Submitted by Billy Hathorn, Class of 1966

Leland Garland Mims (February 7, 1901 -- September 4, 1979) was a Minden businessman and civic leader who served as president of the Webster Parish Police Jury from 1956-1973. He was also the elected president of the Police Jury Association of Louisiana from 1965-1967 and served on the executive committee of the statewide organization. On October 5, 1976, Minden observed "Leland Mims Day".

Webster Parish Police Jury

In 1953, Governor Robert F. Kennon (1902-1988), also a former Minden mayor, appointed Mims to the police jury, the 12-member parish governing council, to fill the vacancy created by the death of Mims' distant cousin, G. Calhoun Garland. At the time, the members were elected at-large by wards. Mims campaigned door-to-door in each Democratic primary election, beginning in 1955-1956, and usually led the whole field with a healthy majority. His colleague, Minden businessman William N. "Nick" Love (1909-2000), was also a strong vote getter in police jury races. The lower-polling candidates wound up either being defeated outright or placed into runoff elections among themselves.

During his tenure on the police jury, Mims ultimately served on each committee. He was the third vice-president, then second vice-president, and the first vice-president of the state Police Jury Association headquartered in Baton Rouge. He served from April 20, 1965, to April 2, 1967, as the president of the state organization, the only Webster Parish juror thus far to have headed the association. In 1973, partly as a result of health problems of his wife. Mims relinquished the police jury presidency to the first vice-president Morris W. McClary (1917-1988) of Sarepta. When he, and McClary as well, retired from the body in 1976, the Police Jury Association of the Fourth Congressional District adopted a resolution recognizing Mims for his "excellent, energetic, and intelligent service." James Tenney "Jim" Branch, Sr. (born 1927), a Minden businessman who succeeded McClary as jury president said that he had "never known any juror to be more honest, sincere, and knowledgeable of jury matters. Years ago, the jury found itself to be in bad financial shape. Then he became president and, and [the jury] is in great shape [through] the financial abilities of Mr. Mims."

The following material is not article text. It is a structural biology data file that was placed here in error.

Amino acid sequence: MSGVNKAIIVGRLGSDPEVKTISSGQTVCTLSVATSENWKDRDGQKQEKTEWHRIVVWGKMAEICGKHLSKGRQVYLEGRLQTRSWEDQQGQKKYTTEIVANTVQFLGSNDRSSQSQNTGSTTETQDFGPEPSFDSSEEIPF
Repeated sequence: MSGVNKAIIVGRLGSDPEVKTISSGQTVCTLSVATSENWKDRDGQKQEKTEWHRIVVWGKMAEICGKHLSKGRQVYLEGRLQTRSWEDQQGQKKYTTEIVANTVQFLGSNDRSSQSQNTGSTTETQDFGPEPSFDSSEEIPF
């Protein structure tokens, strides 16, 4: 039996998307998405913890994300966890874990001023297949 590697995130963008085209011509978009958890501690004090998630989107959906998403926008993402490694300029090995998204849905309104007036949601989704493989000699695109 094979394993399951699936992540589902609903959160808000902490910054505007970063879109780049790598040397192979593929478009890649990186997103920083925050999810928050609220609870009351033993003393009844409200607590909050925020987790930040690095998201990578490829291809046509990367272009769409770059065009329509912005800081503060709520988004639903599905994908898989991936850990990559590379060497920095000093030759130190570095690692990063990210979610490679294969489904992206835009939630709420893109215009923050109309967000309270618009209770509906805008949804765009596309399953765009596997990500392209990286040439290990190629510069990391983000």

In addition to his watch over fiscal matters, Mims took an interest in all parish roads, including some of the lesser-traveled ones. He made sure that all thoroughfares were well-maintained and that planning be undertaken before new roads were authorized. Daughter Linda Martin recalls her father as a "people person. He really loved people and enjoyed working with them. He spoke with plain words and from the heart. He was easygoing and a peacemaker by nature, but he never hesitated to take a stand for what he believed was right."